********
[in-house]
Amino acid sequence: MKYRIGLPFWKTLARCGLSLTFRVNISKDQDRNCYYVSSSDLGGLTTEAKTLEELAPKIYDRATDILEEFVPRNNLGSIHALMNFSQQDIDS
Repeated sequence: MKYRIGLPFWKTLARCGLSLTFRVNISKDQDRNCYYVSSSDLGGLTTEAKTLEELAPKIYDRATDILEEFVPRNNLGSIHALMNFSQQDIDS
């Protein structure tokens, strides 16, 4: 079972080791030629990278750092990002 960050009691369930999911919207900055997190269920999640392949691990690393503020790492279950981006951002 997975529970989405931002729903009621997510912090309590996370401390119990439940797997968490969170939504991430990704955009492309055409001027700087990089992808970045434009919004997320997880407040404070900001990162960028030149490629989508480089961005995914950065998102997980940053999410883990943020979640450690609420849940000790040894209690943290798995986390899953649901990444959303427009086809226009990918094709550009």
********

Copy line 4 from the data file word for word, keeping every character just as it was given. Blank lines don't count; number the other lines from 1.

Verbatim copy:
């Protein structure tokens, strides 16, 4: 079972080791030629990278750092990002 960050009691369930999911919207900055997190269920999640392949691990690393503020790492279950981006951002 997975529970989405931002729903009621997510912090309590996370401390119990439940797997968490969170939504991430990704955009492309055409001027700087990089992808970045434009919004997320997880407040404070900001990162960028030149490629989508480089961005995914950065998102997980940053999410883990943020979640450690609420849940000790040894209690943290798995986390899953649901990444959303427009086809226009990918094709550009």